Joint employer issues are all the rage right now.  Recently, the National Labor Relations Board (NLRB) put the screws to McDonald’s in finding that the Company is liable “jointly” along with their franchisees for alleged labor violations.  So, it’s not shocking to learn that the U.S. Department of Labor recently jumped on the bandwagon, putting in its two cents as to joint employers.

Last week, the DOL quietly issued a new Administrator’s Interpretation 2016-1 (AI) on the responsibilities and obligations of joint employers.  Although the AI focuses largely on the Fair Labor Standards Act, the DOL issued Fact Sheet #28N, which focuses on joint employer responsibilities under the FMLA.  This new AI and FMLA fact sheet were highlighted on the DOL’s own blog!

What precisely is a joint employer, you ask?  The DOL sums it up in one sentence: “When a person is employed by two or more employers such that the employers are responsible, both individually and jointly, for compliance with a statute.”

Where a joint employer relationship exists under the FMLA, one employer is considered the primary employer, while the other is the secondary employer. As the DOL points out, “determining whether an employer is a primary or secondary employer depends upon the particular facts of the situation.”  The main factors include:

  • who has authority to hire and fire, and to place or assign work to the employee;
  • who decides how, when, and the amount that the employee is paid; and,
  • who provides the employee’s leave or other employment benefits.

Keep in mind: According to the FMLA regulations, where a temporary placement or staffing agency provides employees to another company, the staffing agency is most commonly the primary employer.

In its AI, and as provided in the FMLA regulations, the DOL outlines the FMLA responsibilities for both primary and secondary employers:

Responsibilities of Primary Employers

  • Providing required FMLA notices to its employees, and providing FMLA leave
  • Maintaining group health insurance benefits during the leave
  • Restoring the employee to the same job or an equivalent job upon return from leave, and
  • Keeping all records required by the FMLA with respect to primary employees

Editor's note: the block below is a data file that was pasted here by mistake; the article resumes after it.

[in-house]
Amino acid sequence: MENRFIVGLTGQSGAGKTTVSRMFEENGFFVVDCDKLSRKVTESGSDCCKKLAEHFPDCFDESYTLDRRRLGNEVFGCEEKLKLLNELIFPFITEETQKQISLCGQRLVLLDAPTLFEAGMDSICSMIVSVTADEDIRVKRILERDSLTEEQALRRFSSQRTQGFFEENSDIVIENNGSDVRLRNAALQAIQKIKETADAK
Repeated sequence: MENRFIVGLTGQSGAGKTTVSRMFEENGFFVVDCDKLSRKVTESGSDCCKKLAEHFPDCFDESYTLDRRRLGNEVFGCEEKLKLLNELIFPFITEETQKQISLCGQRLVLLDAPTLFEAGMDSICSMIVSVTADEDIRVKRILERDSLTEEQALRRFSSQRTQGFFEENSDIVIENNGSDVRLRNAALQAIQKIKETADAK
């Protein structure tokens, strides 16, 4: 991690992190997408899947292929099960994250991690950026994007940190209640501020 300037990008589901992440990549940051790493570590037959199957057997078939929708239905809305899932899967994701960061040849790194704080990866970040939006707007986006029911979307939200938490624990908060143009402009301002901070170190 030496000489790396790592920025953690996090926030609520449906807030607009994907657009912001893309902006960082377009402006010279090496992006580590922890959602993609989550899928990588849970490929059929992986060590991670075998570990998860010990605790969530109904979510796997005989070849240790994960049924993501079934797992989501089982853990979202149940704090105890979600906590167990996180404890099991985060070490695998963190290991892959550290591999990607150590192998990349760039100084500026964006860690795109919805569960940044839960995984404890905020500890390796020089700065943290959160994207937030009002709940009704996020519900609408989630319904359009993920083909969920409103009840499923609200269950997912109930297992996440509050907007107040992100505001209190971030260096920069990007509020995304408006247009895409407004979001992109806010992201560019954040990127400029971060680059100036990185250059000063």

Responsibilities of Secondary Employers

  • Prohibited from interfering with a jointly-employed employee’s exercise of or attempt to exercise his or her FMLA rights, or from firing or discriminating against an employee for opposing a practice that is unlawful under the FMLA
  • Restoring the employee to the same or equivalent job upon return from FMLA leave, such as when the secondary employer is a client of a placement agency and continues to use the services of the agency and the agency places the employee with that client employer, and
  • Maintaining basic payroll and identifying employee data with respect to any jointly-employed employees

Generally, a yawner of an AI. Come on, you have to agree, yes?

That said, the DOL did include in its AI this handy-dandy chart that at least looks pretty and contains links to other relevant fact sheets.  It’s worth a look.

Click here to view table.

Insights for Employers

Any practical insight gleaned from this AI is nicely outlined by my friend, Marti Cardi, in her article on the new AI.  In short, Marti encourages us to:

  • Analyze your worker arrangements that are not straight-up employer-employee relationships
  • Inquire about the FMLA practices/procedures of any staffing or labor agency you use to ensure it is fulfilling its FMLA obligations
  • Coordinate FMLA compliance with any other employer with which you share workers.  Do it now so that you’re not deciding as on the fly
  • Joint employer obligations extend beyond FMLA obligations – don’t forget compliance with the wage and hour rules established by the Fair Labor Standards Act and its state law counterpart